Much like the villain Loki of Avengers fame, animations should be burdened with purpose. Perhaps not glorious purpose, but purpose nonetheless, because gratuitous animation wears out audiences quickly. Tip 11, Animate With Purpose, states that animations should be carefully chosen to help the audience better understand the information being presented.
Presentation malpractice takes many forms, one of which is color selection. Color selection is partly a matter of style and partly a matter of function. In Tip 10, Color Matters, we are concerned primarily about function, because unwise color choices can detract from our message and lead to a presentation that is difficult to view.
In Tip 5, we emphasized the need to minimize the number of words used in our slides. For the words that we do use, their visual styling is important to both imparting the message and avoiding boredom. Tip 9, Right Size Your Fonts, provides simple guidelines to ensure our words are easily read.
After a week of feedback, I realize I unintentionally sent the wrong message when I said I wasn’t buying the new MacBook. It’s true; I’m not, and I haven’t changed my mind for all of the reasons I gave. However, for the majority of people looking for a new laptop, it is probably the perfect machine. Here is the ultimate litmus test: If I were buying a laptop for my parents, my in-laws, my friends, or anyone else I know who is a casual computer user and who trusts me, what would I buy? It would be the new MacBook, hands down. Why so?
When talking about gun laws, it is sometimes said that guns don’t kill people; people do. Regardless of where you stand on that issue, the physical reality is that it is in fact the bullet that makes contact and causes the damage. Tip 8 in the Presenter’s Manifesto states exactly that: Bullets Kill. And by that, we mean the text bullets on our slides. Too many bullets can kill our audience’s attention and render our presentation ineffective.
In Tip 1 of our Manifesto, we declared that the purpose of presenting is to communicate a message in order to enable or persuade. We also noted that anything that detracts from this goal must be eliminated. Here in Tip 7, we examine the first of many things that have the ability to greatly enhance our message or greatly detract from it – the quality of our presentation. Quality matters in both the visual appearance of our slides and the delivery of the words that we use.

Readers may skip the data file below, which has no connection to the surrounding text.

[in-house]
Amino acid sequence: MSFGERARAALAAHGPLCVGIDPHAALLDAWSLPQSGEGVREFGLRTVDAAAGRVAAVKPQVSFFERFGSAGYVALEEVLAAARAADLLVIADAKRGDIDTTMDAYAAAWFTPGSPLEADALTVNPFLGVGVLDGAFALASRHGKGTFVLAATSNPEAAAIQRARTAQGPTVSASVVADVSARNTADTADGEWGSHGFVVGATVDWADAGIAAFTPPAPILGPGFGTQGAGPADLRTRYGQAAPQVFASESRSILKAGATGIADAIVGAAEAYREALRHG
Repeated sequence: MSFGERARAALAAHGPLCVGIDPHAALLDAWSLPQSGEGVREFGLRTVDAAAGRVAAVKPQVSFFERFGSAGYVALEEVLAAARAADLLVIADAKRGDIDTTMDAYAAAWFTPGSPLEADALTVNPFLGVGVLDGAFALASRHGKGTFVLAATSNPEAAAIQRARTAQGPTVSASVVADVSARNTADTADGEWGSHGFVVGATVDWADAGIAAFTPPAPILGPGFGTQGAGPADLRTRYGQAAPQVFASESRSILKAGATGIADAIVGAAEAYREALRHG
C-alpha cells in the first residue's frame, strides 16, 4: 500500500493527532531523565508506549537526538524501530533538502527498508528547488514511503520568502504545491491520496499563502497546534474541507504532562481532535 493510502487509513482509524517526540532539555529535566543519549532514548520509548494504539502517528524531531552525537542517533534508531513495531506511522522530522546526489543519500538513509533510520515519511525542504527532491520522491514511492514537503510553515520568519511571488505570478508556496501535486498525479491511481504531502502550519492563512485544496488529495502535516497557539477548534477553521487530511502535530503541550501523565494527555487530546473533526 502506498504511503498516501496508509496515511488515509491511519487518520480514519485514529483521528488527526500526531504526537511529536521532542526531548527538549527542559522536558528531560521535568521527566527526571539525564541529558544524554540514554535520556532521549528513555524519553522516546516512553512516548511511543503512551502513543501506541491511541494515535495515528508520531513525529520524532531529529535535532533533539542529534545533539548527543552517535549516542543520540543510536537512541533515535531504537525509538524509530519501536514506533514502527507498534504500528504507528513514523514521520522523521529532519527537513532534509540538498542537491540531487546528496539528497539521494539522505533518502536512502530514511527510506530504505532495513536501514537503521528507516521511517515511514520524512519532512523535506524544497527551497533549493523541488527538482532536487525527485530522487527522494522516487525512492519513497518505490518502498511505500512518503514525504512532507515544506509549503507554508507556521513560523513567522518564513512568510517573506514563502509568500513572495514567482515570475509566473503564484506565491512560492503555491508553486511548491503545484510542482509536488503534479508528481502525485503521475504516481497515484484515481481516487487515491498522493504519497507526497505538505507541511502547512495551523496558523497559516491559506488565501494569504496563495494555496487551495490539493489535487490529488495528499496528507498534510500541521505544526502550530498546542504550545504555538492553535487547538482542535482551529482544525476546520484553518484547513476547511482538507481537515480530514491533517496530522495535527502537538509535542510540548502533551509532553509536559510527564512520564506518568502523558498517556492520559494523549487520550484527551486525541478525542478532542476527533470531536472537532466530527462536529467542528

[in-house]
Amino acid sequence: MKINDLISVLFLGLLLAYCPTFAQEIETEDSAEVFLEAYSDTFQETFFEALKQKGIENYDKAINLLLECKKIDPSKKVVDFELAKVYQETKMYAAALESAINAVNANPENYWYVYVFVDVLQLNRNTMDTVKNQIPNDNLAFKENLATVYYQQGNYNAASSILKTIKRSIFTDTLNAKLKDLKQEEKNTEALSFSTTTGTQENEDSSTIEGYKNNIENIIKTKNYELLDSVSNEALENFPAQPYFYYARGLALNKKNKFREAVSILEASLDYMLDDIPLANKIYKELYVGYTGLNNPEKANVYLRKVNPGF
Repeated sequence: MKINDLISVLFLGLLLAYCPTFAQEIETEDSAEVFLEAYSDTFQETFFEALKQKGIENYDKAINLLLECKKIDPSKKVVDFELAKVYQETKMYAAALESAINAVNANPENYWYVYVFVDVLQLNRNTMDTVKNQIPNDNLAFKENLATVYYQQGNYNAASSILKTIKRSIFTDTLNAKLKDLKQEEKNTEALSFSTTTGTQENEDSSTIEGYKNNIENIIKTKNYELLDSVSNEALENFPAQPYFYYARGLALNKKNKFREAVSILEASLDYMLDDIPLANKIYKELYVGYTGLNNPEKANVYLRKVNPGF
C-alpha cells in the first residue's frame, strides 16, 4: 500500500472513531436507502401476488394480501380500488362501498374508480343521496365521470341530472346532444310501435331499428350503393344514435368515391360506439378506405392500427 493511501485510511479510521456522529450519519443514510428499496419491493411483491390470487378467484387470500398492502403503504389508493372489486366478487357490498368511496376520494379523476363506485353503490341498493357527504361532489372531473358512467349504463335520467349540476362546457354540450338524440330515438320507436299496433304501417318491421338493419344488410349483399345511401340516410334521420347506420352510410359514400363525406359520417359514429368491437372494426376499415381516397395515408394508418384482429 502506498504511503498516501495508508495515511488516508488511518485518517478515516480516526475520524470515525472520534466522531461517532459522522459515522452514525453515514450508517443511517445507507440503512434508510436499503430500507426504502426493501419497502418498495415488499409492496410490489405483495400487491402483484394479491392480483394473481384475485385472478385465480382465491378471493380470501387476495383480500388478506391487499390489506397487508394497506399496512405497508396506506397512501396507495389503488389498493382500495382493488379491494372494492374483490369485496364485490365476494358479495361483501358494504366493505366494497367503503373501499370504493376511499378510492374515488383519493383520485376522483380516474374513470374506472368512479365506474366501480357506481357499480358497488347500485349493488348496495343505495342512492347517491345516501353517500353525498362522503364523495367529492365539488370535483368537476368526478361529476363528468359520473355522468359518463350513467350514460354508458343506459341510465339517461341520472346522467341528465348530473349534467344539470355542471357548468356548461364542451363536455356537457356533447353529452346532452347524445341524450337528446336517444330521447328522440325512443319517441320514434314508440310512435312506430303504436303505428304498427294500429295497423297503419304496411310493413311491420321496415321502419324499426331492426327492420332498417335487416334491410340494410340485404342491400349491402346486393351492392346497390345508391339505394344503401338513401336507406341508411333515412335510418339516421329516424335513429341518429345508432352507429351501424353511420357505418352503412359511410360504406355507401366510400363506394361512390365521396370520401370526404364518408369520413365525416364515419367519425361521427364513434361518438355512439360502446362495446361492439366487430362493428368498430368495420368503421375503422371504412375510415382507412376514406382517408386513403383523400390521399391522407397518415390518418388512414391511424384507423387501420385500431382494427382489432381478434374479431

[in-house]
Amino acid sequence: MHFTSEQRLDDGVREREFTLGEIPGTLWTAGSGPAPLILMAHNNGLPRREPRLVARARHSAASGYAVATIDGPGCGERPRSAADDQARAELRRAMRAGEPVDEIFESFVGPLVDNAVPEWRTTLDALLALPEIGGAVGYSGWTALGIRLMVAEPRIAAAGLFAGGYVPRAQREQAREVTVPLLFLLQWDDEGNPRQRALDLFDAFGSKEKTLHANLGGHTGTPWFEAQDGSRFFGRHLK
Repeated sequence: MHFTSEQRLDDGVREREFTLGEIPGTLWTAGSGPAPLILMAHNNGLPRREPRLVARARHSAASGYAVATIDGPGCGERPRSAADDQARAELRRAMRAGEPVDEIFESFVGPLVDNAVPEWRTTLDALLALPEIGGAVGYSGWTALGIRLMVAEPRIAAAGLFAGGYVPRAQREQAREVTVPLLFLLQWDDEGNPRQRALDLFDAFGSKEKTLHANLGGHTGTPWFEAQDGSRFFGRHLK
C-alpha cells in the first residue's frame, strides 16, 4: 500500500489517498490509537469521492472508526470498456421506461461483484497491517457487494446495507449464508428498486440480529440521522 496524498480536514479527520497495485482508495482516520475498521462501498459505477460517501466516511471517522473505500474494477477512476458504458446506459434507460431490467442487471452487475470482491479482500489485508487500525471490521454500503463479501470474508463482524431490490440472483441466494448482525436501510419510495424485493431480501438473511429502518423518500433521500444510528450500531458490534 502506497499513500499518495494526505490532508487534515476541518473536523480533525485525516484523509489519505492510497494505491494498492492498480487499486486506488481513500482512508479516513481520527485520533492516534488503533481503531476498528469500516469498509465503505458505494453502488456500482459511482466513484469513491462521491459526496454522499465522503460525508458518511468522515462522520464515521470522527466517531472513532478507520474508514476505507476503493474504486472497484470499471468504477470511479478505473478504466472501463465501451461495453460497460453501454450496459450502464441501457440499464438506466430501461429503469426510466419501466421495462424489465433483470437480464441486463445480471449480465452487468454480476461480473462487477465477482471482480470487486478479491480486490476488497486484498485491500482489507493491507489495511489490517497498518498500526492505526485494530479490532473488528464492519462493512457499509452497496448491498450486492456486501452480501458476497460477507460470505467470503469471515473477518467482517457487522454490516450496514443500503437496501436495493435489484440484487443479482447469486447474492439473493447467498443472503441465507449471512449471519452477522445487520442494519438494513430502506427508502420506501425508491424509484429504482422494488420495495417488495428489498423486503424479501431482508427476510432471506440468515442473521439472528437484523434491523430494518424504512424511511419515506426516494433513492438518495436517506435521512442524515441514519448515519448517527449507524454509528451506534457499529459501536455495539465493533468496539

I’ve been in the market for a new laptop for a while and have been patiently waiting on a possible spring announcement from Apple before making a decision. That announcement happened earlier this week, so now it’s decision time. Since folks often ask me what computer they should buy, I’ll share how I made my own decision this time around, particularly in light of yesterday’s news. As the title of this post indicates, it’s not going to be the new MacBook. If you’re just interested in my MacBook thoughts, you can skip down to The New MacBook section.
Sometimes we need to give the same presentation multiple times with just slight variations. Depending on the audience, perhaps 80% of the content is always the same, and the last 20% varies by the needs of the particular audience, or by a specific area of focus. Product sales presentations are a classic example, where based on the expertise of the audience, not all of the material needs to be presented, or it may be needed to be presented in a different sequence.
Today we discuss Tip 5 in the Presenter’s Manifesto, which is “Less words, more talking”. At first that may seem like a paradox. In this case, “less words” means less words on the screen, rather than in what you have to say. Edward Tufte has made one particular Nasa slide about the Challenger disaster quite famous in his book Beautiful Evidence. Here’s a version of it that we’ll use to illustrate Tip 5 and several others. What strikes you most about this slide?
As stated in Tip 1, our goal when presenting is to communicate a particular message to a specific audience, which we do in order to enable or persuade in some way. That’s only going to happen if we truly know our message inside and out.